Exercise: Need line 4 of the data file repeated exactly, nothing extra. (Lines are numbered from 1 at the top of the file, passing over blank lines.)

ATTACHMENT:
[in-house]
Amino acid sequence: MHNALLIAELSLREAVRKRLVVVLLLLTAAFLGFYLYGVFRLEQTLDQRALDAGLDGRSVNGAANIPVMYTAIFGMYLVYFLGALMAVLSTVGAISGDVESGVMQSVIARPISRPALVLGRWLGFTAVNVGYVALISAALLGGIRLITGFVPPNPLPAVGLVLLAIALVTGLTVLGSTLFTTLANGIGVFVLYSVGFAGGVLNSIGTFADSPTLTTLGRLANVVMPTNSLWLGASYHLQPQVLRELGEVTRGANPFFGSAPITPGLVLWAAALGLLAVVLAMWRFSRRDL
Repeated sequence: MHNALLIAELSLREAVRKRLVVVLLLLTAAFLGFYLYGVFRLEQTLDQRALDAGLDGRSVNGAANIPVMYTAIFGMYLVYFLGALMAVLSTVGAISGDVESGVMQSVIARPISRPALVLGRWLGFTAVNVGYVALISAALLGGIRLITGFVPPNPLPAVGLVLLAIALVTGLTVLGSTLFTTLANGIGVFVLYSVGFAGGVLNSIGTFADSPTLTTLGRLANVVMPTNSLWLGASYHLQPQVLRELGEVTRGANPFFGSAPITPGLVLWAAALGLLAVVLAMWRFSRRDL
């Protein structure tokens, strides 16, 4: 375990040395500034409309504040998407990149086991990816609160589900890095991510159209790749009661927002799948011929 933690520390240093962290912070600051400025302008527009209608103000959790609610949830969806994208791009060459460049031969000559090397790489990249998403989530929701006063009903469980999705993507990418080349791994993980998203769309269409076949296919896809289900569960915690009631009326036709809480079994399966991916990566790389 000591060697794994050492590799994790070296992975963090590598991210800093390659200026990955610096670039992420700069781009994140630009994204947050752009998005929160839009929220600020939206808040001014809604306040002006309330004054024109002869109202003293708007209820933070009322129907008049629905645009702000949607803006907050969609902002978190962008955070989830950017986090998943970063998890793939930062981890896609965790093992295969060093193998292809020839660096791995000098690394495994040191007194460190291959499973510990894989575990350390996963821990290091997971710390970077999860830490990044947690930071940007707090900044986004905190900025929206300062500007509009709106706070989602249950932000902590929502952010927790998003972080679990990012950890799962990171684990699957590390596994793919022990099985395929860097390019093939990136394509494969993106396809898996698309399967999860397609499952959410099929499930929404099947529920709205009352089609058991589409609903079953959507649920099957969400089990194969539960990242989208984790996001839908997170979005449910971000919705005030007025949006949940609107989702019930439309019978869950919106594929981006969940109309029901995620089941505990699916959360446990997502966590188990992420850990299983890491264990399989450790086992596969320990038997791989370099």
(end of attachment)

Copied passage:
């Protein structure tokens, strides 16, 4: 375990040395500034409309504040998407990149086991990816609160589900890095991510159209790749009661927002799948011929 933690520390240093962290912070600051400025302008527009209608103000959790609610949830969806994208791009060459460049031969000559090397790489990249998403989530929701006063009903469980999705993507990418080349791994993980998203769309269409076949296919896809289900569960915690009631009326036709809480079994399966991916990566790389 000591060697794994050492590799994790070296992975963090590598991210800093390659200026990955610096670039992420700069781009994140630009994204947050752009998005929160839009929220600020939206808040001014809604306040002006309330004054024109002869109202003293708007209820933070009322129907008049629905645009702000949607803006907050969609902002978190962008955070989830950017986090998943970063998890793939930062981890896609965790093992295969060093193998292809020839660096791995000098690394495994040191007194460190291959499973510990894989575990350390996963821990290091997971710390970077999860830490990044947690930071940007707090900044986004905190900025929206300062500007509009709106706070989602249950932000902590929502952010927790998003972080679990990012950890799962990171684990699957590390596994793919022990099985395929860097390019093939990136394509494969993106396809898996698309399967999860397609499952959410099929499930929404099947529920709205009352089609058991589409609903079953959507649920099957969400089990194969539960990242989208984790996001839908997170979005449910971000919705005030007025949006949940609107989702019930439309019978869950919106594929981006969940109309029901995620089941505990699916959360446990997502966590188990992420850990299983890491264990399989450790086992596969320990038997791989370099």